This Week in Digital Humanities and Pedagogy

Each week, a member of the JITP Editorial Collective assembles and shares the news items, ongoing discussions, and upcoming events of interest to us (and hopefully you). This week’s installment is edited by Stephen Brier.

This week (or actually several recent weeks) I decided to devote my contribution to the JITP blog to bragging on (as they say in certain regions of the country) various digital successes and triumphs at our home institution, the CUNY Graduate Center, with a special focus on our ongoing DH work.

First, our JITP colleague and comrade, Matthew Gold (in collaboration with Lauren Klein), announced the launch in mid May of a new digital book series entitled Debates in the Digital Humanities (DDH) from the University of Minnesota Press.

The new digital series is based on the pathbreaking 2012 edition of Debates in the Digital Humanities (to which several JITP EC members contributed essays), that Matt conceived and edited. The original 2012 edition had an open-access site that remains widely used by teachers and students.

The new DDH series from the University of Minnesota Press will include two types of volumes: books on special topics within DH, and annual volumes that will showcase the most compelling work in the DH field each year.

Having announced a CFP earlier in the year, the DDH editors have now received essay drafts for Debates in the Digital Humanities 2015. DDH 2015 contributors include: “graduate students alongside some of the most senior scholars in the field; dyed-in-the-wool DHers alongside outside observers; artists and activists as well as archivists, librarians, and scholars.” Many of these essays are now entering the peer-to-peer review stage which Matt and Lauren hope will spark sustained debate and discussion about large and pressing issues facing DH. We wish Matt and Lauren (and the U of Minnesota Press) good luck in their new endeavor and can’t wait to get a crack at some of this new-fangled peer-to-peer reviewing we’ve been hearing so much about.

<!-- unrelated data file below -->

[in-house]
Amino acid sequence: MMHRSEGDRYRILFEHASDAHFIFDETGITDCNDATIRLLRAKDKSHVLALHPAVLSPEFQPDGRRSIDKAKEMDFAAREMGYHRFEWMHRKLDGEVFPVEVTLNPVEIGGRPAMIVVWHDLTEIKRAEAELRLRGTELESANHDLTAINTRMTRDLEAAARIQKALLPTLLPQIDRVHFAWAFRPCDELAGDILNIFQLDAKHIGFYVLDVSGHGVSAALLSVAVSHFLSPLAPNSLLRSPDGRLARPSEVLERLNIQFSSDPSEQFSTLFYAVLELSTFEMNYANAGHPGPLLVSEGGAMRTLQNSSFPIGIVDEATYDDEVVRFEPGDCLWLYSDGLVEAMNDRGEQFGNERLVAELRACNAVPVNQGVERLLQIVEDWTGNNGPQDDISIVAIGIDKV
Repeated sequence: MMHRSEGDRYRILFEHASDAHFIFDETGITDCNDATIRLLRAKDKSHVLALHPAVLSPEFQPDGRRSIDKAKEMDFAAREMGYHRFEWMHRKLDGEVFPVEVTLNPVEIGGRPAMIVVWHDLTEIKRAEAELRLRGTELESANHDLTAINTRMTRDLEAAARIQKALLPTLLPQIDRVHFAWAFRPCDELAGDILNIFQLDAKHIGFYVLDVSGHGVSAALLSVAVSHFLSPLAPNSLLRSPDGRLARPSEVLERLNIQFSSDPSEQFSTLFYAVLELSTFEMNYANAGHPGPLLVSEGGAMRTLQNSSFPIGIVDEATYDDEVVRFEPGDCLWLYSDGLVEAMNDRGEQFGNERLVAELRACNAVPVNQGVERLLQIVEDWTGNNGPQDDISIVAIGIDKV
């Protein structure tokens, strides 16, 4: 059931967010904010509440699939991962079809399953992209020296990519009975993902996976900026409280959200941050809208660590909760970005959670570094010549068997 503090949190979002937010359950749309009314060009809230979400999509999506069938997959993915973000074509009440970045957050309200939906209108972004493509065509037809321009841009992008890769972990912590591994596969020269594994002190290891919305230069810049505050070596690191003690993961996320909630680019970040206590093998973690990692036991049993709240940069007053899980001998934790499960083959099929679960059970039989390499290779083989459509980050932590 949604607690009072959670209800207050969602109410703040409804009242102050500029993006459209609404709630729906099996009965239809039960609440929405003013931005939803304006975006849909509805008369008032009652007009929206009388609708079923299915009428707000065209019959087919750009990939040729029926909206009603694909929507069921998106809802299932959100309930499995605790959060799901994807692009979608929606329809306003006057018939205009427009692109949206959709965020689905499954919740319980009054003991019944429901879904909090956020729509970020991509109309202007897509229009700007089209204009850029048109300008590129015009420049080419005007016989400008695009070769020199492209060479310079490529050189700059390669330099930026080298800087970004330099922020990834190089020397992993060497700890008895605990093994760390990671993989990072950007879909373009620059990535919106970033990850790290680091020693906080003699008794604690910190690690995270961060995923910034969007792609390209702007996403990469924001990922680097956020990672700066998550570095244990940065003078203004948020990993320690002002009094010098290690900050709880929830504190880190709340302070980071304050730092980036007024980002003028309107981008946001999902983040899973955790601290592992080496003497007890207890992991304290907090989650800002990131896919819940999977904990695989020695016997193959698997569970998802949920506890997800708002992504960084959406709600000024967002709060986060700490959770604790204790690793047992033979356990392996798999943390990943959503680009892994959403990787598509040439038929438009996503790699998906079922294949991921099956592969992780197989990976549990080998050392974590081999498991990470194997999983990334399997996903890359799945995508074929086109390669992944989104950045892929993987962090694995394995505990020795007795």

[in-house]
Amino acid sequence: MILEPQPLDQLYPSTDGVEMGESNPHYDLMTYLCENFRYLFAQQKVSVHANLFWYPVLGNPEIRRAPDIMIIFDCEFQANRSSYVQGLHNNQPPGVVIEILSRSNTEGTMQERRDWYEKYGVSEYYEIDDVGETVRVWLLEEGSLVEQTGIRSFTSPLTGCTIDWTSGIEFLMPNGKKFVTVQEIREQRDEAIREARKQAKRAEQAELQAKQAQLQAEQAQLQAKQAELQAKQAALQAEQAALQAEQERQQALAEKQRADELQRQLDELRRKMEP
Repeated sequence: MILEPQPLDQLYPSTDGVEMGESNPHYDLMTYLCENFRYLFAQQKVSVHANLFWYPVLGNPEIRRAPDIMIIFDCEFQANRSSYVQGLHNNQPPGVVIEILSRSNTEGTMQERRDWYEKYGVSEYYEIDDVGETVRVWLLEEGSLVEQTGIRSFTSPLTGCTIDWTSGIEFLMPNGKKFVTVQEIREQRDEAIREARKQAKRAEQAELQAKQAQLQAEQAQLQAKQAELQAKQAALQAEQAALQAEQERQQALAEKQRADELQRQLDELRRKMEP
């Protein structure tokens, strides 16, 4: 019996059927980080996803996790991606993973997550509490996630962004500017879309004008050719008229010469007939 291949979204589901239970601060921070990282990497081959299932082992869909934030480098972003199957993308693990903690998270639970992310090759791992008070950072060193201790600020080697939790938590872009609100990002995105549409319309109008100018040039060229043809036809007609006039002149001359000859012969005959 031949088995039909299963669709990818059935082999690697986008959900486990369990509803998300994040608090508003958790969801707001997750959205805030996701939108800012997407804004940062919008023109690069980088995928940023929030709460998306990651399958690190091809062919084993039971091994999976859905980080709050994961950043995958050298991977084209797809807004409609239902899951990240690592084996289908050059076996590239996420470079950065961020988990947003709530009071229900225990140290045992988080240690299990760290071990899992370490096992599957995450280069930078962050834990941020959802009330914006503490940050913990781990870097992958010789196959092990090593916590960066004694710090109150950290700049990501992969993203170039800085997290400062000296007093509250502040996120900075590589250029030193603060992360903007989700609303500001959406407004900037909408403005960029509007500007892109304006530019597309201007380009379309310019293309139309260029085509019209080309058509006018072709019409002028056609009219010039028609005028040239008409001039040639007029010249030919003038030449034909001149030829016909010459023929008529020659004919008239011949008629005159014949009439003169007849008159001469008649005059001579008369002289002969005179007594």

Second, at almost the same moment as the new DDH book series was announced, the Graduate Center showcased an incredible array of student generated digital projects over the past academic year in courses, labs, and individual research projects. The event was widely tweeted at #digitalgc .

The two-hour event held on May 19th featured the launches of the four student project teams in the two-semester graduate Digital Humanities Praxis sequence that introduces students to the landscape of digital humanities tools and methods through readings, discussion, lectures, hands-on workshops, and culminates with students collaborating in groups over a single semester to build and launch working prototypes of Digital Humanities projects. The instructors for the two-semester DH Praxis sequence were Steve Brier and Matthew Gold (Fall 2014) and Amanda Hickman and Luke Waltzer (Spring 2015).

The four new student generated projects were:

Consolidating thousands of hard-to-find #HUAC testimonies into a single, searchable, interactive archive.

Broadcast classes, conversation & controversy with online radio at @GC_CUNY. Shout it out #CUNYcast

Simplify text & image data generation with @dhTANDEM, a unified #Djangoapp that combines #OCR, #NLTK, and #OpenCV.

NYCFashionIndex scrapes fashion imagery from @instagram for tagging and analysis, building a real time social index of fashion.

Following the Digital Praxis project presentations, other labs and individual students presented their most recent projects and accomplishments. Links below are to the general websites of each of these GC digital projects, which taken together, form the larger Digital GC initiative:

The GC Digital Fellows

Provost’s Digital Innovation Grantees

The New Media Lab

The Interactive Technology and Pedagogy Certificate Program

The Futures Initiative

The GC Library

Program Social Media Fellows

The Graduate Center, CUNY has much to be pleased and proud of as the spring term ends.

Did we miss something? Send hot tips, cool CFPs, and warmly worded rants to

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